I've been thinking a bit about one of the ways that the so-called
alt-right movement has been criticized, notably the narrative of
treason. A lot of material has accused the movement of treason because
of its invocation of the confederacy and Nazism. The logic is,
implicitly, since these organizations support either seditious or enemy
forces, they must be condemned. I think this is a mistaken narrative.
By this logic, we should condemn John Brown, a man who clearly engaged
in military actions against the United States government in his efforts
to overthrow slavery. The problem with aligning oneself with the
Nazis, the confederacy, and the Klan is that these are brutally racist
and authoritarian social movements, not that they are treasonous.
Implicit in the effort to brand these movements treasonous is an effort
to declare them exogenous, outside the national narrative, which strikes
me as a profound erasure of the history of our country. Rather than
engaging in this fantasy, we should acknowledge that these forces are
fully a part of our nation, and because of that, need to be combated all
the more. The fight against fascism should be a fight to transform the
nation and perhaps even to obliterate it as it currently exists, not to
In either case, the novel takes the forms of estrangement embedded in science fiction and creates a remarkable alternative world, refusing the abyss of the counter-revolution, even as it marks that abyss. Within this framework, the novels demolishes the 'Lost Cause' myth by
showing the continuation of the white supremacy at the heart of the
supposedly defeated Confederate cause, showing its preservation in the post-reconstruction era. In this sense, the estrangement embedded in the imagined narrative of Confederate contains a deep mystification, and an inability to grasp the history of the country.
Wednesday, August 30, 2017
Friday, August 11, 2017
Within the context of the recent Hugo Awards, science fiction writer, Cixin Liu made the following comment, “If the aliens would like to attack us, they would never consider whether you’re from China or the U.S.” The comment is obviously meant to reference a common humanity, one that spans the divide between two countries who have a long history of conflict. It also implicitly references a common interest of Chinese and U.S. fans in science fictional narratives. So, we’re all human, and we all like science fiction. At the same time, it also mirrors a curious remark made by Ronald Reagan to an apparently perplex Mikhail Gorbachev during diplomatic talks. Reagan evidently noted that the two countries would by necessity unite in response to a common Martian threat. It should be noted that this narrative structure has been used in a lot of popular science fictional narratives to imagine a United Earth, from blockbuster movies to far more esoteric narratives. But, does this basic premise hold up? I don’t think so.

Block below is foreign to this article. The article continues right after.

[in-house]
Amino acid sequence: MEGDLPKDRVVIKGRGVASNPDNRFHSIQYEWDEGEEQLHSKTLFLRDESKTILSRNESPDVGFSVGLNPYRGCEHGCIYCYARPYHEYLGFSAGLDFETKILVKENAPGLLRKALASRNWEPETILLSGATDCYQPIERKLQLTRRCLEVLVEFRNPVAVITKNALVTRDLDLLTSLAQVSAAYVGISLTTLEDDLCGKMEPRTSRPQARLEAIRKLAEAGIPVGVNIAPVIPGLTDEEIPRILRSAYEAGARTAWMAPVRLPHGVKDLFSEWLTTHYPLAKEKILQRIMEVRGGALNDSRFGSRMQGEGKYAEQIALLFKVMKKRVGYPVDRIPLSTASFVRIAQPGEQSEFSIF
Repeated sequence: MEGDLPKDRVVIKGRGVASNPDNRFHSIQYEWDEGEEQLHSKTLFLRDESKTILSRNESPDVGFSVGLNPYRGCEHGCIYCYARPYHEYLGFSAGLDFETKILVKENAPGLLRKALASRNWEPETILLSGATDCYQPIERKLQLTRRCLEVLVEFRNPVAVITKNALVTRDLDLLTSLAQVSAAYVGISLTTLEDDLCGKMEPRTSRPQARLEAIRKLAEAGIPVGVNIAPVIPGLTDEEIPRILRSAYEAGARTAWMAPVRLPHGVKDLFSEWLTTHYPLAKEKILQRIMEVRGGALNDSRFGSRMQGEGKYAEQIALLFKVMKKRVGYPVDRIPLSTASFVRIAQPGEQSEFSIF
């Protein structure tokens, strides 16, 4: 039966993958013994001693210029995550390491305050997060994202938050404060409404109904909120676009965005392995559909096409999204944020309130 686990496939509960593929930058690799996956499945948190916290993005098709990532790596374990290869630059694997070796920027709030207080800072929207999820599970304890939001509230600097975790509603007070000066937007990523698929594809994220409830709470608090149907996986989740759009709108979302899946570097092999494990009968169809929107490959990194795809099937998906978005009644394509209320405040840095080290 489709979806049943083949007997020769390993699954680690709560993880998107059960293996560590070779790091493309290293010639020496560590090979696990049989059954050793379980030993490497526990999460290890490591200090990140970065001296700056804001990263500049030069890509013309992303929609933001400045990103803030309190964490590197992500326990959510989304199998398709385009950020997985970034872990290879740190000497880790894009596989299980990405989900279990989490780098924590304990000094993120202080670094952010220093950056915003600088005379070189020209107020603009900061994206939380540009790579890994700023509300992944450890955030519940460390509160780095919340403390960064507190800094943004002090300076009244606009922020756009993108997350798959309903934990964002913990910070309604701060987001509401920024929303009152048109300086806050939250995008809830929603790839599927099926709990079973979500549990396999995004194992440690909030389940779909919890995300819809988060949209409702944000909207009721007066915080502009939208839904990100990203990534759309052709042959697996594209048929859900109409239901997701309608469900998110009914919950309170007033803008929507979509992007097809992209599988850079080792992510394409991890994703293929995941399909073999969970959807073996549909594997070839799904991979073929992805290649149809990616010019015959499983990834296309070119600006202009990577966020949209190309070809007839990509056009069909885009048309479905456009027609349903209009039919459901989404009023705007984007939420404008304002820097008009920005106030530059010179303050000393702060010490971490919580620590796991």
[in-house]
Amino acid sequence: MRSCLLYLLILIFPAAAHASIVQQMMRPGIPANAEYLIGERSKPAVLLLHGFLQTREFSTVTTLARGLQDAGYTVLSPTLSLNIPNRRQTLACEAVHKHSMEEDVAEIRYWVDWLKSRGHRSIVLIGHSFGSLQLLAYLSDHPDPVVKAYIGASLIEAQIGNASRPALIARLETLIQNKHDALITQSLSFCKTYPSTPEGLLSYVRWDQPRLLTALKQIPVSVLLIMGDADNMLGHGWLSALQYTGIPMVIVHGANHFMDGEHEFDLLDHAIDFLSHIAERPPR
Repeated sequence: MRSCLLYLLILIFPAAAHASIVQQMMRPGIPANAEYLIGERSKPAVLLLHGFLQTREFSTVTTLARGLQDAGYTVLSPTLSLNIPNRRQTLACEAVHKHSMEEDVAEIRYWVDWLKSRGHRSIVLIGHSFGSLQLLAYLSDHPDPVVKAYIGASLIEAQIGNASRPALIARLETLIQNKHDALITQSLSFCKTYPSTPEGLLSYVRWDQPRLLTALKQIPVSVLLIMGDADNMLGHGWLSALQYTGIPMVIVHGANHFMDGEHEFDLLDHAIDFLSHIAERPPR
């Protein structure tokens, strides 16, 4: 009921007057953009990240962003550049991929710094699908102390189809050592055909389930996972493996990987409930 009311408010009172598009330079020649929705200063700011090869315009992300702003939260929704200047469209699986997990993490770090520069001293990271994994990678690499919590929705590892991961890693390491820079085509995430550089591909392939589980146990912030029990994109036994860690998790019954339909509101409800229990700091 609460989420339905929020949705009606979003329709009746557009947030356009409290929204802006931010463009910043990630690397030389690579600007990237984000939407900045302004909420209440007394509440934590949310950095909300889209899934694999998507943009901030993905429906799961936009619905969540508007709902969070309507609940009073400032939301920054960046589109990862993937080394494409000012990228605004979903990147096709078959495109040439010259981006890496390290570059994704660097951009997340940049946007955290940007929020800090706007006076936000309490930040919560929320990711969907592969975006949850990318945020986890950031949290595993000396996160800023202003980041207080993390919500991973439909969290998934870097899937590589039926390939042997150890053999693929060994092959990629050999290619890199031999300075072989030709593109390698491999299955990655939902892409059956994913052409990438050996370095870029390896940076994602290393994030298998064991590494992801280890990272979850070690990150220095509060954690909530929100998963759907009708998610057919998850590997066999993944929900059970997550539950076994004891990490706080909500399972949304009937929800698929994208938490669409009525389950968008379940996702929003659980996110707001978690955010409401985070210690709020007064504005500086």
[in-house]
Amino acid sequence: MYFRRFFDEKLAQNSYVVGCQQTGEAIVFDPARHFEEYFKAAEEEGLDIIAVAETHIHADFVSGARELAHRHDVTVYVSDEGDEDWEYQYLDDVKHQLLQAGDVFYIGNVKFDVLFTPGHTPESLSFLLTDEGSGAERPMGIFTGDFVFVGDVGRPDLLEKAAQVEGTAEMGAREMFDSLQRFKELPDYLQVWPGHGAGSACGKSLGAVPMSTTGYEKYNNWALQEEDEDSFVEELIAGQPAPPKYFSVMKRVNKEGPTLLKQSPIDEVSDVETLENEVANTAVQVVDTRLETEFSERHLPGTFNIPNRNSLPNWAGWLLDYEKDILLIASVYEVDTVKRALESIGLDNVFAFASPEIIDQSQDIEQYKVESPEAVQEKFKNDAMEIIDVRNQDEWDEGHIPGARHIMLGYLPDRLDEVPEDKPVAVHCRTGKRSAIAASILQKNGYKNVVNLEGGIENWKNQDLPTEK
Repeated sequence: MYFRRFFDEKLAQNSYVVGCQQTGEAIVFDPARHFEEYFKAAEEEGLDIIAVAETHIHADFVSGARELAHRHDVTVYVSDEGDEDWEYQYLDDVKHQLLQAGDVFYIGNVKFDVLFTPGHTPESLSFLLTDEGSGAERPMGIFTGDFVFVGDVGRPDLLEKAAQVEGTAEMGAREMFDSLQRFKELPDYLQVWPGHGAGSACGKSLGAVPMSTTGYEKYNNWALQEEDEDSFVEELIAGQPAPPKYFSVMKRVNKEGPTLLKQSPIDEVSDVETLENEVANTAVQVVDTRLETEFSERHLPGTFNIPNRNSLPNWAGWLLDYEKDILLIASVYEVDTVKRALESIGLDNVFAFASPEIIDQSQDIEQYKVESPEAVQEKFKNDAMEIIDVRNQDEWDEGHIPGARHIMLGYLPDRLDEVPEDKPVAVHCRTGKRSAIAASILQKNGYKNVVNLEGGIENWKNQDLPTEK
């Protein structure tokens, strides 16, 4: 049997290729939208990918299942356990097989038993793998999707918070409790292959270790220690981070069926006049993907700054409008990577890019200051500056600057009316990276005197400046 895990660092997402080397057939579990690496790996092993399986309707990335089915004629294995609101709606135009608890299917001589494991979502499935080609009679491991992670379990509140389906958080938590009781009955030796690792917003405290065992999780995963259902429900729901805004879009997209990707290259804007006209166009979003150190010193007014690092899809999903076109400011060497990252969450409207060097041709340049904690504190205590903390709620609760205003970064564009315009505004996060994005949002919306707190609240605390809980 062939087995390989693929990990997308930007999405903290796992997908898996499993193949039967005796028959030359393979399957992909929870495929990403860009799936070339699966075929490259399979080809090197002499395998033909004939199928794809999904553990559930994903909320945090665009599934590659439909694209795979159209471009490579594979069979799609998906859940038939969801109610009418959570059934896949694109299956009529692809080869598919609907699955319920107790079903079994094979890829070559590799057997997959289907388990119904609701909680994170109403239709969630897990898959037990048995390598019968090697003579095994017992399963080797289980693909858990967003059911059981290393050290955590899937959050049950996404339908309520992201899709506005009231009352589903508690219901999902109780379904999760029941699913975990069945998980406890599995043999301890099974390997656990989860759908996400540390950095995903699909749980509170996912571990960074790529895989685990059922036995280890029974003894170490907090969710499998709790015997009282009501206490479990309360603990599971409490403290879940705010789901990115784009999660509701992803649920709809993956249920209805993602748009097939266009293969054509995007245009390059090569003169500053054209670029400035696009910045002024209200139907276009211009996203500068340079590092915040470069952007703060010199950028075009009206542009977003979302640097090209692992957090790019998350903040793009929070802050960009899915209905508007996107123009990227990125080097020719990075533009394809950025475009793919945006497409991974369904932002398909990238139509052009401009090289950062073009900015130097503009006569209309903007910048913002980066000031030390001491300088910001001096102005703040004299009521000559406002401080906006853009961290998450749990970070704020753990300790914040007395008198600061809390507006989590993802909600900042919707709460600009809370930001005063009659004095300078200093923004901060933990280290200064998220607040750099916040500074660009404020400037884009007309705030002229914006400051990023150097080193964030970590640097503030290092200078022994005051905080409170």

It operates on the premise of an alien attack that lacks any tactics, strategy, or any subtlety. When we turn to the history of colonization, which these narratives from the time of H.G. Wells have been referencing, we see a far different approach to attack. Within those context, whether the destruction of the indigenous populations of the Americas or the colonizing projects in Asia and Africa, we see a process in which the colonizers make temporary alliances with local elites, create divisions within populations and exacerbate already existing tensions. This process is intimately linked with the process of knowledge production and categorization. The enlightenment’s love of the construction of taxonomies and the process of the primitive accumulation of capital are profoundly intertwined. Perhaps to put it more simply, the desire to understand through category is not easily separable from a desire to control. Within this process, knowledge production is not simply a reflection of existing conditions, but an active reshaping of those conditions, at times deliberately, at times accidentally.